Decline with a Chance of Fall

I was never a fan of Barack Obama's bipartisanship routine. His famous plea at the 2004 Democratic convention for an end to the red state/blue state divide, I thought, sounded noble but overlooked the obvious: that a unilateral display of brotherly love from the Democratic Party had no chance of actually ending the culture wars. The reason those wars have raged ever since 1968 was because they help Republicans win elections. For Democrats to wish that they would please stop was about as useful as asking Genghis Khan to a tea party.

What would beat the culture wars was always clear from the pseudo-populist language in which they were framed. In place of a showdown between a folksy "middle America" and a snobbish "liberal elite," Democrats needed to offer the real deal -- the conflict between a public that craves fairness and an economic system that enables the predatory.

Acknowledging class was always difficult for "New Democrats" -- it was second-wave, it was divisive -- but 2008 made retro politics cool again. Watching the Dow get hacked down, seeing the investment banking industry collapse, hearing about the lavish rewards won by the corporate officers who brought this ruin down on us -- all these things combined to make a certain Depressionesque fury the unavoidable flavor of the year. When your mortgage is under water and your neighbors are being laid off, the need to take up the sword against arrogant stem-cell scientists becomes considerably less urgent.

The Republican response, of course, was to double down on the righteous rhetoric of red-state grievance and spin the wheel one more time.

John McCain's campaign was not just another culture-war offensive; it was a flamboyant pantomime, grotesquely exaggerated in each of its parts, and, ultimately, separated from the life of the everyday Americans it claimed so extravagantly to revere. It was "overripe," to borrow the term Johan Huizinga used to describe late Medieval culture. The campaign's vision of America was like a Norman Rockwell painting in which all the figures wear flag pins and weep swollen, steaming tears for their betrayed homeland.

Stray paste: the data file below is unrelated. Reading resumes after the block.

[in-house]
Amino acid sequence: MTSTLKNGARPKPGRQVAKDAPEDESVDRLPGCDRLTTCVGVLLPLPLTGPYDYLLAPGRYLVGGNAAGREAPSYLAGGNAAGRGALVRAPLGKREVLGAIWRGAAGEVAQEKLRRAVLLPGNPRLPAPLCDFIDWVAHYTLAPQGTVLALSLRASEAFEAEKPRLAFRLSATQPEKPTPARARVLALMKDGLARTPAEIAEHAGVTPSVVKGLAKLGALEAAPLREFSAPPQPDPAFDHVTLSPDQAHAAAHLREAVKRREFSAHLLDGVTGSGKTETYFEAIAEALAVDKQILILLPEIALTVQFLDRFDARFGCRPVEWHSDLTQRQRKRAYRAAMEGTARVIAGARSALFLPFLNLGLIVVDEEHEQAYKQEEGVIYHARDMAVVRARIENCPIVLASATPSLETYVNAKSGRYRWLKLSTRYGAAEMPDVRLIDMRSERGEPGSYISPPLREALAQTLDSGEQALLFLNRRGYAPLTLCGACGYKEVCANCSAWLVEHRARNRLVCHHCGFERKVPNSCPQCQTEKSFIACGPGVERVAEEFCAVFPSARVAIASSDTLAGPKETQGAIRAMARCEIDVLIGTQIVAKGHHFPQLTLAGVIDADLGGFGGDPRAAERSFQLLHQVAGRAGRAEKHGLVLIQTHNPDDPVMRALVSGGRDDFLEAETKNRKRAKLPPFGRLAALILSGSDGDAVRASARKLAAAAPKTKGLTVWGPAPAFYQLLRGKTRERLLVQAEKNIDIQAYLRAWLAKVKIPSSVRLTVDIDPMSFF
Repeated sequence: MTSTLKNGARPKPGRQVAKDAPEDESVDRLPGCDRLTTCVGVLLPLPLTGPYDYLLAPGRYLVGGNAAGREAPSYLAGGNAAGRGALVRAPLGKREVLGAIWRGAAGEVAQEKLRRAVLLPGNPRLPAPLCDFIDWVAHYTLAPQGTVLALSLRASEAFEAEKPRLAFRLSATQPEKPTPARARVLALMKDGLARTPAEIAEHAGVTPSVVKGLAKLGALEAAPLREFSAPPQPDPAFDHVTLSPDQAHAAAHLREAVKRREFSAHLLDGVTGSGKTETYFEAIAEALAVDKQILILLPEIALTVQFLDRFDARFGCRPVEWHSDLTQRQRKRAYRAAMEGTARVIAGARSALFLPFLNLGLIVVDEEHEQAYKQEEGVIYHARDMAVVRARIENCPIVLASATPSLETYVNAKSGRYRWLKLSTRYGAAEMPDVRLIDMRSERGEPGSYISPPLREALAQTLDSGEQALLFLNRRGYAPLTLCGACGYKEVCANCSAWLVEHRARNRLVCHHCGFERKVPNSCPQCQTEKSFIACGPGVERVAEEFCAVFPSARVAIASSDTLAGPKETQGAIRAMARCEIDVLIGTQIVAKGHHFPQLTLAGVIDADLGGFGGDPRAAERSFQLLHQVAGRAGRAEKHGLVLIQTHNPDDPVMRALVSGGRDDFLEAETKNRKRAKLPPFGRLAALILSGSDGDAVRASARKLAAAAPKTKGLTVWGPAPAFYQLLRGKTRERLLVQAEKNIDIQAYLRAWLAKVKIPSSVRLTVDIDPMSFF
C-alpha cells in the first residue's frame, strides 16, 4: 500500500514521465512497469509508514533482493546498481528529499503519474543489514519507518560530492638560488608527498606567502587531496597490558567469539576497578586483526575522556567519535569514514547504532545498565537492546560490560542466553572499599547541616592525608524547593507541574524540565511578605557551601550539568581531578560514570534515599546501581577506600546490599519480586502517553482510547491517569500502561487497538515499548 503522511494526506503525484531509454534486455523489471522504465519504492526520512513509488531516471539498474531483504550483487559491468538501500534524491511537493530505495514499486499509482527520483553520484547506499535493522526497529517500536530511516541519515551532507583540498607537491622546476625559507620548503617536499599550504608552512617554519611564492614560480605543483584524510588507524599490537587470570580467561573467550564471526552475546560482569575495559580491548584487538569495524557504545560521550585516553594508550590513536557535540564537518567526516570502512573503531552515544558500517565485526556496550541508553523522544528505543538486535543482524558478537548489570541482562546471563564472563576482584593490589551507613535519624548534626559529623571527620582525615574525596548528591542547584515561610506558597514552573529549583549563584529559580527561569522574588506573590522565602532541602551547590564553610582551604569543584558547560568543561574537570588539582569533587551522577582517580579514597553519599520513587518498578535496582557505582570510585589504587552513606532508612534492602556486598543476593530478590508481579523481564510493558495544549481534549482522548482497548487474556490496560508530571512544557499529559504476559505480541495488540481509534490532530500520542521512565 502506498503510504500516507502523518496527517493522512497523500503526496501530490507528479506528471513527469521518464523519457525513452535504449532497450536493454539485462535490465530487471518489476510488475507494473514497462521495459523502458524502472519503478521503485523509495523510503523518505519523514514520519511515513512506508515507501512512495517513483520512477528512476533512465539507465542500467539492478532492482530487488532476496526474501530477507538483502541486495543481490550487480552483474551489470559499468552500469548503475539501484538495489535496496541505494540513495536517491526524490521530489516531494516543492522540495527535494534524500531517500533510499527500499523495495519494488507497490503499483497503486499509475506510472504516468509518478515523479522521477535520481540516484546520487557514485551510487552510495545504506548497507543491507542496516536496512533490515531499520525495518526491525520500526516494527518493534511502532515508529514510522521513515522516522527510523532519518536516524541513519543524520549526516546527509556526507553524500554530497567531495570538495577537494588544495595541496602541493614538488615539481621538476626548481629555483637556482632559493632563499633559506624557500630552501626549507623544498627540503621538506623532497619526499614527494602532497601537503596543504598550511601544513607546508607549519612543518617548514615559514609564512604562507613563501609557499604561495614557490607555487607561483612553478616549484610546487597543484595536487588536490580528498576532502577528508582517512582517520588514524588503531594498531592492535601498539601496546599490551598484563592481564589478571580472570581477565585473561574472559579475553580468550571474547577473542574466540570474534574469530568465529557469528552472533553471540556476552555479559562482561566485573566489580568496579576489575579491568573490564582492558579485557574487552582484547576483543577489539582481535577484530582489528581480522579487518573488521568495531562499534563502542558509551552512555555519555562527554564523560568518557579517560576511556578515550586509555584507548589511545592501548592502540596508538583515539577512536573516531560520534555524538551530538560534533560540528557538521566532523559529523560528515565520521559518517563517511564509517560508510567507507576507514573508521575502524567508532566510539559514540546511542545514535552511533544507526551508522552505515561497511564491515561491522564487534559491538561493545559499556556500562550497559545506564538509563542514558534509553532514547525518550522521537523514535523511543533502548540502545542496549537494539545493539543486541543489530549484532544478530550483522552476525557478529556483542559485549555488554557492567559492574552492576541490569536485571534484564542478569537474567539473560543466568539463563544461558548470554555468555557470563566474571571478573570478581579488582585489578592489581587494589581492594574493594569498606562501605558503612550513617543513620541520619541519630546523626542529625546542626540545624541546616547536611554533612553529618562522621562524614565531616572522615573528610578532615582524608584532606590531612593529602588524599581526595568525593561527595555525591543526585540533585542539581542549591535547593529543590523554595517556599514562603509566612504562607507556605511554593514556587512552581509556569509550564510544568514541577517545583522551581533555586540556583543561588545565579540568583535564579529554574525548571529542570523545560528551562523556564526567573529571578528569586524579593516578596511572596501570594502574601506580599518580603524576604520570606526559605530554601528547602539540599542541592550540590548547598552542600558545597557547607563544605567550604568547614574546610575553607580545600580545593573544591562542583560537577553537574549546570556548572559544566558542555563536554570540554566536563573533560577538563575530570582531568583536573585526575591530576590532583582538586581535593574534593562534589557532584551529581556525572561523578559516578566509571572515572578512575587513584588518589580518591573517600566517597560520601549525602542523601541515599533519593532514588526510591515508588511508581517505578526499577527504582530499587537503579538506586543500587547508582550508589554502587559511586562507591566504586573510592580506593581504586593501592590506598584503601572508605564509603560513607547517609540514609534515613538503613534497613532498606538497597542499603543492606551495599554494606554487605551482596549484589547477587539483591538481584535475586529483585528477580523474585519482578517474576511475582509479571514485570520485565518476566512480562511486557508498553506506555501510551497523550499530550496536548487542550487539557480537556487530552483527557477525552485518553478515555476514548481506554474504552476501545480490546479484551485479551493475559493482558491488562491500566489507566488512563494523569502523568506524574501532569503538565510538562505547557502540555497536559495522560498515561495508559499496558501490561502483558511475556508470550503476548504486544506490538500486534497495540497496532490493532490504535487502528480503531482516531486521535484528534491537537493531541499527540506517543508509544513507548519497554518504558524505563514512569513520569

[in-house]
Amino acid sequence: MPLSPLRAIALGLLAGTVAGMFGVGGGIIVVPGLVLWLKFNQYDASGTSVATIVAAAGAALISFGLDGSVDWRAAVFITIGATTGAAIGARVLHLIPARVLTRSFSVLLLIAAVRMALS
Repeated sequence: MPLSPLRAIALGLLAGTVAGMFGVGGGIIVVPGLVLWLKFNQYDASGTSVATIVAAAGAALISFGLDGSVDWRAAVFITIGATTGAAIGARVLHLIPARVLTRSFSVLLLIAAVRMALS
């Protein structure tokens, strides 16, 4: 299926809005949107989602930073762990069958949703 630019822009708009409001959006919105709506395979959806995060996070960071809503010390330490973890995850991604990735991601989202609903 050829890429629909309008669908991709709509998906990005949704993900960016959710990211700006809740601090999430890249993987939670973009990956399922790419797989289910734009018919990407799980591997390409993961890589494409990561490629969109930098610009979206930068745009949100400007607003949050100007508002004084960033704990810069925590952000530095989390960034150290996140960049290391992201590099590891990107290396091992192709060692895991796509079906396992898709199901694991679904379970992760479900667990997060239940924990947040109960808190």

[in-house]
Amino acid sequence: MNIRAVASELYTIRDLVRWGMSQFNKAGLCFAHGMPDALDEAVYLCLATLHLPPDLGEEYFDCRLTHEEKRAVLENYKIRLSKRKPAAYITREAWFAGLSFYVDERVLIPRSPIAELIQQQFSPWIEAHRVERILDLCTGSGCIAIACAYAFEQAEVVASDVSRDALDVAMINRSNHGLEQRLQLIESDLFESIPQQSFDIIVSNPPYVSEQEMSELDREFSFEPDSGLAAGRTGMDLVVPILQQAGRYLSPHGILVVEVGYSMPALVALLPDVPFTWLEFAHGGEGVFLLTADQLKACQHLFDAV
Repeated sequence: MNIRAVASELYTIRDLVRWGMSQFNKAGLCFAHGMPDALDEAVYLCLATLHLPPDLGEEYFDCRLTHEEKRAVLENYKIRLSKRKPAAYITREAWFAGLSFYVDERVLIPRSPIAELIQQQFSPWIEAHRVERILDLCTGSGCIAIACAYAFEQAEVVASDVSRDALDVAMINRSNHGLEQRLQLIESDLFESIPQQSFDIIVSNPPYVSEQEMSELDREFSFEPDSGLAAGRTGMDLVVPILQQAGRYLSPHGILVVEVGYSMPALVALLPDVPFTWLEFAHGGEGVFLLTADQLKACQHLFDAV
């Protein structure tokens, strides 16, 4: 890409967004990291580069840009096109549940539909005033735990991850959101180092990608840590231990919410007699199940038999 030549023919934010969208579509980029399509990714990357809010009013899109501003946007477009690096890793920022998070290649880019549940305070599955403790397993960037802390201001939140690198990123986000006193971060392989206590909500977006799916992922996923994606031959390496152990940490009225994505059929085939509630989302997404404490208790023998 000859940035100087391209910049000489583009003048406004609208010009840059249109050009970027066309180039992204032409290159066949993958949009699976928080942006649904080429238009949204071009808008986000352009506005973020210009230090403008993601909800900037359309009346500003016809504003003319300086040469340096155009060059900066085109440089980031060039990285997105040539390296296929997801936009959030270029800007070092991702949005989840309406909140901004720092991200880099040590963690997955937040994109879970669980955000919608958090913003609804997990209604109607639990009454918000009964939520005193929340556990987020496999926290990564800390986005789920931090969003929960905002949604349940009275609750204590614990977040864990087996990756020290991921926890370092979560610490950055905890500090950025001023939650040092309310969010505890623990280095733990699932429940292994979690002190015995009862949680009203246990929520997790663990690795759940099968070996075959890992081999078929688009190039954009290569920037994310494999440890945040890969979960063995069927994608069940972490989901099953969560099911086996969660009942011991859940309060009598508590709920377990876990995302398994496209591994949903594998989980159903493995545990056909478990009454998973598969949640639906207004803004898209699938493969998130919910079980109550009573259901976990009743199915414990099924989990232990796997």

What previous Republican campaigns had whispered, this one screamed. What had been contained to the movement's feverish fringes moved to center stage.

Traditional Republican talk about the heartland became Sarah Palin's "real America," with other campaign officials speculating about precisely where the realness started and stopped. Conventional appeals to the working class became "Joe the Plumber" and a cast of supporting hardhat caricatures. An unremarkable Obama reference to progressive taxation became "socialism," there was conjecture by Rep. Michele Bachmann, Republican of Minnesota, about his "anti-American views," and one almost longed for the naïve stages of the campaign, when the Democrat's elitism would be established by sly references to arugula.

Media bias has been a favorite theme of the right for decades, of course. But apart from Spiro Agnew, this aspect of conservatism was mainly the province of the movement, not the leadership. The McCain campaign, which owed more to the media than any Republican effort in years, brought it back into the mainstream with relish. The amazing Mrs. Palin even persuaded herself that the press was violating her First Amendment rights when it criticized her, and Republican audiences rediscovered the joy of booing the media.

The mode of the music changed, too. Where campaign songs are usually anodyne ditties, Mrs. Palin was accompanied on the campaign trail by Hank Williams Jr., who would bellow out a media-baiting anthem, "McCain-Palin Tradition," that makes Merle Haggard's "Okie from Muskogee" sound like a lyric of delicate symbolism. The song may be the first to explicitly discuss the financial crisis, and it is surely the only one to use a syrupy slide guitar to sweeten a call to let "bankers" off the hook for making "bad loans." That Mr. Williams is billed on his Web site as "the voice of the common man" only heightens the gothic weirdness of the achievement.

Turning our eyes from the presidential campaign to conservative Washington generally, we can see the same overripeness, the same flamboyant contradictions that have long since become too great to paper over.

The conservative movement, after all, came to Washington under a banner of "reform" but promptly turned Congress over to lobbyists and opened countless regulatory agencies to the industries they regulated. The movement clamored for fiscal responsibility and proceeded to outsource, at vast expense, every government operation it could. It boasted of its business savvy but just couldn't see the housing bubble bursting. It looked to the Northern Mariana Islands as a beacon of human freedom. It insisted that Tom DeLay was a man of integrity.

This is a story of decline but not necessarily of fall. Conservatives may believe that impoverished borrowers destroyed Wall Street. But we liberals will not fool ourselves that stupid bankers sank conservatism for good. This movement will be back, and the biggest fights are yet to come.